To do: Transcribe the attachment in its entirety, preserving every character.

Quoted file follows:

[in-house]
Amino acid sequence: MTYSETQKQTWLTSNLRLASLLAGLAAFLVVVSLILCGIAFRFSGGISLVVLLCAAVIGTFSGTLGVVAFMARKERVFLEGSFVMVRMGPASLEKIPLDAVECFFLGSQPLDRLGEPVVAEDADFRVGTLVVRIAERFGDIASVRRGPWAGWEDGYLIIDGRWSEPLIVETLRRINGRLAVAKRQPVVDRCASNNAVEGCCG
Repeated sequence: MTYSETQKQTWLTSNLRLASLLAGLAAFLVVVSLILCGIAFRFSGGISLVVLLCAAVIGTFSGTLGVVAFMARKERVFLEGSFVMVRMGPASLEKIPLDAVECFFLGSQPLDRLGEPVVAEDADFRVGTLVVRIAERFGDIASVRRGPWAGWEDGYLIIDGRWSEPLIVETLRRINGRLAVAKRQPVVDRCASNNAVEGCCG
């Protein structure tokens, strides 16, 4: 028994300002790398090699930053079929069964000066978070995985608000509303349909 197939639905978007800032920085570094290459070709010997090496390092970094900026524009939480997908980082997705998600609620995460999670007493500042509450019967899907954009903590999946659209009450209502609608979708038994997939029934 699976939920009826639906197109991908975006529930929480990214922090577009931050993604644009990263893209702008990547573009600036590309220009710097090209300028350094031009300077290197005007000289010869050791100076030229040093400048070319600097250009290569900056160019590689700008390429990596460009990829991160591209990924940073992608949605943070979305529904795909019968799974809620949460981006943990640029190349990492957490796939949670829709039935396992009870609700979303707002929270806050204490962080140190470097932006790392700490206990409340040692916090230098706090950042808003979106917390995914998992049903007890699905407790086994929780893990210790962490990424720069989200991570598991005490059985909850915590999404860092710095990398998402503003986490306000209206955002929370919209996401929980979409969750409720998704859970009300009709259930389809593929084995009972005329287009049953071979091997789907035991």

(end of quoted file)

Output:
[in-house]
Amino acid sequence: MTYSETQKQTWLTSNLRLASLLAGLAAFLVVVSLILCGIAFRFSGGISLVVLLCAAVIGTFSGTLGVVAFMARKERVFLEGSFVMVRMGPASLEKIPLDAVECFFLGSQPLDRLGEPVVAEDADFRVGTLVVRIAERFGDIASVRRGPWAGWEDGYLIIDGRWSEPLIVETLRRINGRLAVAKRQPVVDRCASNNAVEGCCG
Repeated sequence: MTYSETQKQTWLTSNLRLASLLAGLAAFLVVVSLILCGIAFRFSGGISLVVLLCAAVIGTFSGTLGVVAFMARKERVFLEGSFVMVRMGPASLEKIPLDAVECFFLGSQPLDRLGEPVVAEDADFRVGTLVVRIAERFGDIASVRRGPWAGWEDGYLIIDGRWSEPLIVETLRRINGRLAVAKRQPVVDRCASNNAVEGCCG
């Protein structure tokens, strides 16, 4: 028994300002790398090699930053079929069964000066978070995985608000509303349909 197939639905978007800032920085570094290459070709010997090496390092970094900026524009939480997908980082997705998600609620995460999670007493500042509450019967899907954009903590999946659209009450209502609608979708038994997939029934 699976939920009826639906197109991908975006529930929480990214922090577009931050993604644009990263893209702008990547573009600036590309220009710097090209300028350094031009300077290197005007000289010869050791100076030229040093400048070319600097250009290569900056160019590689700008390429990596460009990829991160591209990924940073992608949605943070979305529904795909019968799974809620949460981006943990640029190349990492957490796939949670829709039935396992009870609700979303707002929270806050204490962080140190470097932006790392700490206990409340040692916090230098706090950042808003979106917390995914998992049903007890699905407790086994929780893990210790962490990424720069989200991570598991005490059985909850915590999404860092710095990398998402503003986490306000209206955002929370919209996401929980979409969750409720998704859970009300009709259930389809593929084995009972005329287009049953071979091997789907035991």